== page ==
B.D. Gallof: WADA's code is a two year ban at the first positive test. You've had a difficult time to get other sports organizations to move towards this type of hard-line. Does the Mitchell Report putting the issue at the forefront again might let these other organizations revisit this? Has anyone come to you before or after for advice, consultation or such?

Dick Pound: I have always thought that we could get the professional leagues to accept pretty well everything in the World Anti-Doping Code (Code) except the meaningful sanction period. I don't think the present mentality of either owners or players would accept the idea of a meaningful sanction for a little thing like drug use. Think of waht happens now: a good steroid program will produce benefits for four or five years, but the "firm" and "resolute" response of the leagues is a sanction of 4 games (NFL), 20 games (NHL) or 50 Games (MLB). For someone who wants to cheat to gain an advantage, it is a good investment to risk such a minimal sanction.

The professional leagues are not interested in what WADA has to say. Interestingly enough, however, the Mitchell recommendations for a testing system are almost identical to the Code, although WADA is not mentioned.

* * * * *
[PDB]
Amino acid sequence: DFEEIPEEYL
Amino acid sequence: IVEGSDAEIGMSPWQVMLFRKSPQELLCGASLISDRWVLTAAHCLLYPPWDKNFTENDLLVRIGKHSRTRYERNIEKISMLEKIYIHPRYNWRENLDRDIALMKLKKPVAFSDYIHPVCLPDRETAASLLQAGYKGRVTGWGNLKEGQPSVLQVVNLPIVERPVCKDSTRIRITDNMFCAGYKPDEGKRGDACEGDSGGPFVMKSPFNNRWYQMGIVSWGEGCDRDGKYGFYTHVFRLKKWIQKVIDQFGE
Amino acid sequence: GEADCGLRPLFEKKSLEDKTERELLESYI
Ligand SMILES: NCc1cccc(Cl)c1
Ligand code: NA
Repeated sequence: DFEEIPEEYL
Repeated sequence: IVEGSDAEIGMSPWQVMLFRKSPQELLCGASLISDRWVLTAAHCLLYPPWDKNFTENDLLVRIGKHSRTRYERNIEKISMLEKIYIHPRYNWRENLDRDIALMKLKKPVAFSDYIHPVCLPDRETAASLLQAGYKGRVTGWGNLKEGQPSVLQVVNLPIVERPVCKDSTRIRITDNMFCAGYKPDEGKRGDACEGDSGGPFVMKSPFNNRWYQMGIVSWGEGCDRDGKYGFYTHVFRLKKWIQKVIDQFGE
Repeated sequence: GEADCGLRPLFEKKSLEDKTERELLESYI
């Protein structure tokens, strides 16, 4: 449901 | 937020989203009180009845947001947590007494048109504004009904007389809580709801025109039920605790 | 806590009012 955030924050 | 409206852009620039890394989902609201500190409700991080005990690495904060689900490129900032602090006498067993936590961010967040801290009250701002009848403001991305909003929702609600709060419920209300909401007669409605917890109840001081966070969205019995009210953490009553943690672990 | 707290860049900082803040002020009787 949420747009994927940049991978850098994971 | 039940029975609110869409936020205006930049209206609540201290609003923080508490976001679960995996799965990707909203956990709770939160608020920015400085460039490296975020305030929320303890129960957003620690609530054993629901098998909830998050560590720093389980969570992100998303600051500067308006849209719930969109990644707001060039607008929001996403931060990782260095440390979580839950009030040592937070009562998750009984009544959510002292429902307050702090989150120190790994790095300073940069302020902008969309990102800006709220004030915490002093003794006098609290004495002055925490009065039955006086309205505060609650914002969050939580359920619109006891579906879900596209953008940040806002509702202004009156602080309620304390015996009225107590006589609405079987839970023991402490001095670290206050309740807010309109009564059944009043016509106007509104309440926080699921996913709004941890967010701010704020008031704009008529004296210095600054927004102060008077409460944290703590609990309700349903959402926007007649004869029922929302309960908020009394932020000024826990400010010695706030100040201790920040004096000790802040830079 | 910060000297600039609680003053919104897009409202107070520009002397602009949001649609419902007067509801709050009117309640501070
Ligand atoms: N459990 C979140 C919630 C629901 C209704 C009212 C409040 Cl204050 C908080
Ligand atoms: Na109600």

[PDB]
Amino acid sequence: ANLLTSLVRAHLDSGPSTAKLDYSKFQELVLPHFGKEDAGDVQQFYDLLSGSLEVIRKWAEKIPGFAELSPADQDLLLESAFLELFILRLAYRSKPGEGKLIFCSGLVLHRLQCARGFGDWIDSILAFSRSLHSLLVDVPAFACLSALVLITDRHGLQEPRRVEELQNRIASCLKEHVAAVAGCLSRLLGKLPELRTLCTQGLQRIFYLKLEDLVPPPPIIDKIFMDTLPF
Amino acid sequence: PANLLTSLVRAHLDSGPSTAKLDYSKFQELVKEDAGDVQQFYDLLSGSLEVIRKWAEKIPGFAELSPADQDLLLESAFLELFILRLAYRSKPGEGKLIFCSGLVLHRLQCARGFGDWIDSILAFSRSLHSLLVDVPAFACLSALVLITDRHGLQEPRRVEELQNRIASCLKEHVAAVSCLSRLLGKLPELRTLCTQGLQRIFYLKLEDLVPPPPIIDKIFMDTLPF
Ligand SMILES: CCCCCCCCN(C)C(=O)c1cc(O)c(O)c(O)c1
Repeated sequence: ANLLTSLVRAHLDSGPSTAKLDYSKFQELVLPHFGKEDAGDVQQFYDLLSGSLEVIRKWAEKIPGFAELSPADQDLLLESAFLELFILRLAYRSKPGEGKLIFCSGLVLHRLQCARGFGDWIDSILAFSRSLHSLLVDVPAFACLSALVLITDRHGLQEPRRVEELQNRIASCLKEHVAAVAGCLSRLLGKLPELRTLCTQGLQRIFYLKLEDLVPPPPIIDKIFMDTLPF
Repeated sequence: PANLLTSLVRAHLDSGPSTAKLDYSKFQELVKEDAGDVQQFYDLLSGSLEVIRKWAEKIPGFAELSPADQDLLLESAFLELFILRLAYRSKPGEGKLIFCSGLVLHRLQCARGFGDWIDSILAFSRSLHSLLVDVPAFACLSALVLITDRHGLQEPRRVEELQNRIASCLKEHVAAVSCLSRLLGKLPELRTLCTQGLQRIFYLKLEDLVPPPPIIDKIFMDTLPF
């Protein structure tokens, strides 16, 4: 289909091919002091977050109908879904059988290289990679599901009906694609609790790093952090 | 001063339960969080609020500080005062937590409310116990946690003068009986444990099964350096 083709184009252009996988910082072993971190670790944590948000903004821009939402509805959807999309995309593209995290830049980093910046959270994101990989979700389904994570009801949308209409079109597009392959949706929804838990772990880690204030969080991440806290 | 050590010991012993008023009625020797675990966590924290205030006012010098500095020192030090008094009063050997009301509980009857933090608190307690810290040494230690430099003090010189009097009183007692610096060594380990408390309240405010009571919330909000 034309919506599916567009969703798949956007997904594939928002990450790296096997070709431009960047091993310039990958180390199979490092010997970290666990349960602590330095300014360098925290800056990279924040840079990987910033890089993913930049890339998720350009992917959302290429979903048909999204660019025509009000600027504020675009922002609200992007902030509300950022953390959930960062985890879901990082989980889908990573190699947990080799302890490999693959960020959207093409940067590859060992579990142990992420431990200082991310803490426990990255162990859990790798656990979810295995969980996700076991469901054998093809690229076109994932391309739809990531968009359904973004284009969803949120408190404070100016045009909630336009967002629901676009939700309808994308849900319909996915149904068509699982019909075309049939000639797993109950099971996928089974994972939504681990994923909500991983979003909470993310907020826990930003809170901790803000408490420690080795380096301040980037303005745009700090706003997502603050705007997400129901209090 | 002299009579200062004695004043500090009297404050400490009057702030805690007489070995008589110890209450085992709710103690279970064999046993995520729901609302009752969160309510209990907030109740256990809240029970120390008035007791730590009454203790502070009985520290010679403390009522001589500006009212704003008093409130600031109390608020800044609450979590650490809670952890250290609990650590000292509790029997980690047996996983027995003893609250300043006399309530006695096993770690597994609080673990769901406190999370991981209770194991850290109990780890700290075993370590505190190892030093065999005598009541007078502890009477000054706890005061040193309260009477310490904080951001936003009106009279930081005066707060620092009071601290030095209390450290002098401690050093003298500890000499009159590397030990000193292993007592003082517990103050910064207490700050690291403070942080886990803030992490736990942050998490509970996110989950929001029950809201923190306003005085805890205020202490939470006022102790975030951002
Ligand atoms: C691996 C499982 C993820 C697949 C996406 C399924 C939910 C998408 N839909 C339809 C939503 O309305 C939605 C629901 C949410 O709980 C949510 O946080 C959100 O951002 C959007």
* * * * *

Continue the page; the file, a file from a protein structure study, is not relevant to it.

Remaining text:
B.D. Gallof: Since most major sports organizations are basically large corporate businesses… do you think by that nature, they will be reticent to do anything that will affect their bottomline? Might this be the biggest gap in the distance between the WADA and the major sports organizations?

Dick Pound: I think it is bad business for any business to be seen to encourage or condone cheating. There have been many recent examples of businesses destroyed by cheating. If I were running the business, I would make sure that we embraced the highest standards of conduct and that we did not just talk the talk. The bottom line would be improved, not hampered, if (everyone) involved, players, owners and the public, were confident that there was no cheating.

B.D. Gallof: Are there other options than an immediate 2-year ban? Would being slightly more flexible in lieu of the financial realities that the major sports organizations get them to come further than they have been? Or do they need to "blink" and meet you and the WADA policy?

Dick Pound: That is a decision for them to make. But, if you want your program to provide both prevention and deterrence, the sanctions have to be serious enough to dissuade someone from using the drugs. The sanctions referred to above are not meaningful. I could see a gradual ramp-up as part of a policy of greater engagement in the process.

B.D. Gallof: By their corporate nature: Does this even further give sway to the argument that there needs to be independent drug-testing policing major sports? And, even with the example of a hard-hit MLB, will they still attempt to police it themselves?

Dick Pound: There will be no credibility at all if they insist on running the policy in-house. Mitchell made it clear that there would have to be an independent administration and transparent reporting on the results.